Francois K has been has been a fixture on New York's topsy-turvy club and dance music scene since the seventies – he’s even spun at legendary New York venues such as Studio 54, The Loft and Paradise Garage - but twenty years on and he's still interested in nurturing a community of likeminded music lovers, hip shakers and even, it seems, RA readers. It's all part and parcel of his search for new music. "It's like an ecology. You have to feed it or nurture it."
For Francois that means finding and playing new music. So how does he find new music these days? "I scour message boards and I try to see what people are talking about, especially people who I know have good taste. I look at other people's playlists. I go and hear other people play. I play with other DJs and I get to hear a fair amount of different stuff.”
Francois' dedication to the cause runs deeper than most. While most of us are turning in for an early night on Monday, Francois is packing his record bags and getting ready to hit the clubs again. His weekly Deep Space party has been turning Gotham City peeps onto dub, funk, disco and even the odd bit of poetry every Monday night at Cielo since 2003. "When I play Deep Space it's all about dub. There's a lot of dubstep, funk records, hip hop, dubby kind of techno, some reggae, all kinds of stuff, maybe even some cosmic disco, obscure rock records. Whatever it is it's just about trying to take a trip."
Deep Space is in part the 00s answer to Body & Soul, the weekly Sunday afternoon New York parties that Francois held with Danny Krivit and Joe Clausell back in the mid-nineties at Club Vinyl. Widely regarded as New York's most famous house party, the marathon sessions united music lovers of all stripes with back-to-back sets that melded each their individual styles. That was back in the day when New York actually had a thriving club scene. How are things today? "There's lots of smaller places but for some reason there's been an incredible upturn in real estate values and people have decided that the spaces were far too valuable to be clubs, " laments Francois. "Unfortunately, little by little, we've lost most of our large-sized clubs or they've reopened as bottle service, bling-bling kind of things where your status and the clothes you wear are far more important than the music you hear."
From big room, crowdpleasing techno in Ibiza to organic, soulful house at Body & Soul to more abstract techno at his Cosmic Twins nights with Derrick May, as a DJ and record buyer, there's something for everyone in Francois' collection. These days, there's even a bit of new rave. "I think Digitalism, Simian Mobile Disco, Justice and some of the other Kitsune signings have something going on that you can't just ignore, " beams Francois like a kid who's just discovered a new toy. "I saw Simian Mobile Disco play live at Bestival and I was really impressed. I was like, "Wow! Fuck!"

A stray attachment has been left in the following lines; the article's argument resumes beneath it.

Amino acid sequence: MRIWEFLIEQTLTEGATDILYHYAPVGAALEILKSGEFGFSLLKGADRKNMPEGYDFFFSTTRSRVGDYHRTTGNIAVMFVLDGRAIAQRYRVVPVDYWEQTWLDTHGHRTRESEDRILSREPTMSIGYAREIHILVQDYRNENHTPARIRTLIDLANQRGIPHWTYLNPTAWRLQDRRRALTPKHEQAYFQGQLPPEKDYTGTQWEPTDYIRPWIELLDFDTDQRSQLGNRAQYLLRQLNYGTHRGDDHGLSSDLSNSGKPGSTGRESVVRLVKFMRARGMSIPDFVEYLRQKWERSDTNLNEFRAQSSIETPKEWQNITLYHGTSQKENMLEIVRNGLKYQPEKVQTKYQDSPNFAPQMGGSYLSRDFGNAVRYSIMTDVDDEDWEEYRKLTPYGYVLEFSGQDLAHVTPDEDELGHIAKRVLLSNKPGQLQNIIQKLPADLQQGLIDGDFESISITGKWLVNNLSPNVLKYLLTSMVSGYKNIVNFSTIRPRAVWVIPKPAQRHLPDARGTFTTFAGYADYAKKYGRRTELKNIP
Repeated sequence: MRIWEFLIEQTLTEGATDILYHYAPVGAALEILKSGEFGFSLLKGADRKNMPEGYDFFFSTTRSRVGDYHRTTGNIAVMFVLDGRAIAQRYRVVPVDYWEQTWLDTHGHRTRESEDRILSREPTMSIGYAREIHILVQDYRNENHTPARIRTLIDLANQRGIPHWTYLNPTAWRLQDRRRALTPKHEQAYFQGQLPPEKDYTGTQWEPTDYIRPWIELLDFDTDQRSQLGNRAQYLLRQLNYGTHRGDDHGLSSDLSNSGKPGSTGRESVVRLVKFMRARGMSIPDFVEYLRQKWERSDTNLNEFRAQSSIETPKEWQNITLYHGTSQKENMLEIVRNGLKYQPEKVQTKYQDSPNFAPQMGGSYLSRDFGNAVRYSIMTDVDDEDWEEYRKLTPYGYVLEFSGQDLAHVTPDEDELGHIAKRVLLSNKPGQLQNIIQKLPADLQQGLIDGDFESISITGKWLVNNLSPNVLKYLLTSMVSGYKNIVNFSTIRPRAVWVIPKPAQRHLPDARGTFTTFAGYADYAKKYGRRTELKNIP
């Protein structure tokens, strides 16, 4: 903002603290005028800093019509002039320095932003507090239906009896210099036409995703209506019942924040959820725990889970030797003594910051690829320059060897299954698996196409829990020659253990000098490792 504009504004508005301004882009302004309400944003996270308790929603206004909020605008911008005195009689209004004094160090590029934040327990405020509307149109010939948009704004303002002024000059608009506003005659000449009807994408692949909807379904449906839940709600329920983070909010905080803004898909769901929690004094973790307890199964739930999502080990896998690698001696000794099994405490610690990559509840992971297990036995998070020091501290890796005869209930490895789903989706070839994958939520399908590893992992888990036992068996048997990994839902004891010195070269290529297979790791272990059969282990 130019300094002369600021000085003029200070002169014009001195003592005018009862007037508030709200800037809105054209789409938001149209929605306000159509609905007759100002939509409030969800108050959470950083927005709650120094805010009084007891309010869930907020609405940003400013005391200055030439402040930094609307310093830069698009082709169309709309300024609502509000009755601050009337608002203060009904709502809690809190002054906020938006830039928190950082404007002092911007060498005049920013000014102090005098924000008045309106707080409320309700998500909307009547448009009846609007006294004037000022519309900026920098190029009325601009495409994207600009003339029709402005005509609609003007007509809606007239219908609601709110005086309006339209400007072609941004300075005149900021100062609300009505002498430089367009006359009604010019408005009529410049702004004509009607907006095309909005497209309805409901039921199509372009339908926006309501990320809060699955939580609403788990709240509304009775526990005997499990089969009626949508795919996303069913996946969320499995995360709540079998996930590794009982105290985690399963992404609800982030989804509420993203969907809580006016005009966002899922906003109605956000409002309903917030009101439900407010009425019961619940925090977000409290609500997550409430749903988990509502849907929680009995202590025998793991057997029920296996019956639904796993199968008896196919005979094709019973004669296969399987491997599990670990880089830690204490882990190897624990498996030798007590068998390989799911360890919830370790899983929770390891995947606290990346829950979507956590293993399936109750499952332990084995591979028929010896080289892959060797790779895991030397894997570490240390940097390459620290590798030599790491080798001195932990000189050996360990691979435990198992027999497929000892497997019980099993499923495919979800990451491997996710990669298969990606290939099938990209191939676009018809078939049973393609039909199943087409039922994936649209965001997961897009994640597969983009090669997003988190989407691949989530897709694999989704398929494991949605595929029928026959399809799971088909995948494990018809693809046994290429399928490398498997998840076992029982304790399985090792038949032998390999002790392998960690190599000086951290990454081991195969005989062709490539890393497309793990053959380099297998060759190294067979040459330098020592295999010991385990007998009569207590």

Just don't ask him about his own twelves. Francois runs four labels (Wave, Wavetec, Deep Space Media and Clicktracks) but he's reluctant to spin or talk about his own records. "Everybody teases me that I never list or play my own records. Maybe I'm too self-conscious but I don't want people thinking that when I play I'm going to constantly try to push my own thing. What I play is an illustration of all the great stuff that I get turned onto and happen to find. Even though I might have made or put out a record I don't need to list it because I think there are better records out there. But you know..." That's okay, Francois. Go on. You can talk about a few today. "Well, you know, it just so happens that this particular batch of records are really great so I've put them on. We're not signing many things these days but the ones we sign are really, really high quality. "
Best of all, in a business where DJs often end up running a good thing into the ground or caving into the commercial pressures, Francois K has managed to carve out a niche doing his own thing. Maybe it’s because his philosophy is to stick close to the music. “Music, for a lot of people, is just a fashion accessory or wallpaper on the soundtrack to their drug holidays,” Francois sighs. So you’re not in this for the free drinks then? “No, for me it’s all about wanting to be close to people and sharing those songs that I really love with them. I made the conscious decision that it was always going to be that I'm doing this because I love it. Because it's in my blood. And I wasn't strictly going to be doing it because I get paid for it.”